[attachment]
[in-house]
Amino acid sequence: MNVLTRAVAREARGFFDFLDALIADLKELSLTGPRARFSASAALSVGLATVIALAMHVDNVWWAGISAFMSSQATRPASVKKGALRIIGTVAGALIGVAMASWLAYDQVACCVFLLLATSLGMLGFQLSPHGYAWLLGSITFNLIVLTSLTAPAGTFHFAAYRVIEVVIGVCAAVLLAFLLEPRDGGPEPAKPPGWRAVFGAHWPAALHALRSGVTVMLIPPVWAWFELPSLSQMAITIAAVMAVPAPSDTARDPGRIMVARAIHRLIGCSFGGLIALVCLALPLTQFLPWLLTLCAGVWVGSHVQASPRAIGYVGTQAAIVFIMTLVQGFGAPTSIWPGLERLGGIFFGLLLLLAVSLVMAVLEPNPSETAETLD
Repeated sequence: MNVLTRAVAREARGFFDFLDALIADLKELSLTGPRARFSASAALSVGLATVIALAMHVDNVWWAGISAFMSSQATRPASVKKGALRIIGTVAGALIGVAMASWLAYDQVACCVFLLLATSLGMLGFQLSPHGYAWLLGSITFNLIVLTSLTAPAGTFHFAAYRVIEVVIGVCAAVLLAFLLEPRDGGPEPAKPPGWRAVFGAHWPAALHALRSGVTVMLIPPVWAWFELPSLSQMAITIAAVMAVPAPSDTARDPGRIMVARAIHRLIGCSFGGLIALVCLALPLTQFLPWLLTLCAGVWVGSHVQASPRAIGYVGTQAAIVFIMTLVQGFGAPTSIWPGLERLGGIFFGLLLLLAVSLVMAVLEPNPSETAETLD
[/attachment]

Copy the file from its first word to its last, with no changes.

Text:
[in-house]
Amino acid sequence: MNVLTRAVAREARGFFDFLDALIADLKELSLTGPRARFSASAALSVGLATVIALAMHVDNVWWAGISAFMSSQATRPASVKKGALRIIGTVAGALIGVAMASWLAYDQVACCVFLLLATSLGMLGFQLSPHGYAWLLGSITFNLIVLTSLTAPAGTFHFAAYRVIEVVIGVCAAVLLAFLLEPRDGGPEPAKPPGWRAVFGAHWPAALHALRSGVTVMLIPPVWAWFELPSLSQMAITIAAVMAVPAPSDTARDPGRIMVARAIHRLIGCSFGGLIALVCLALPLTQFLPWLLTLCAGVWVGSHVQASPRAIGYVGTQAAIVFIMTLVQGFGAPTSIWPGLERLGGIFFGLLLLLAVSLVMAVLEPNPSETAETLD
Repeated sequence: MNVLTRAVAREARGFFDFLDALIADLKELSLTGPRARFSASAALSVGLATVIALAMHVDNVWWAGISAFMSSQATRPASVKKGALRIIGTVAGALIGVAMASWLAYDQVACCVFLLLATSLGMLGFQLSPHGYAWLLGSITFNLIVLTSLTAPAGTFHFAAYRVIEVVIGVCAAVLLAFLLEPRDGGPEPAKPPGWRAVFGAHWPAALHALRSGVTVMLIPPVWAWFELPSLSQMAITIAAVMAVPAPSDTARDPGRIMVARAIHRLIGCSFGGLIALVCLALPLTQFLPWLLTLCAGVWVGSHVQASPRAIGYVGTQAAIVFIMTLVQGFGAPTSIWPGLERLGGIFFGLLLLLAVSLVMAVLEPNPSETAETLD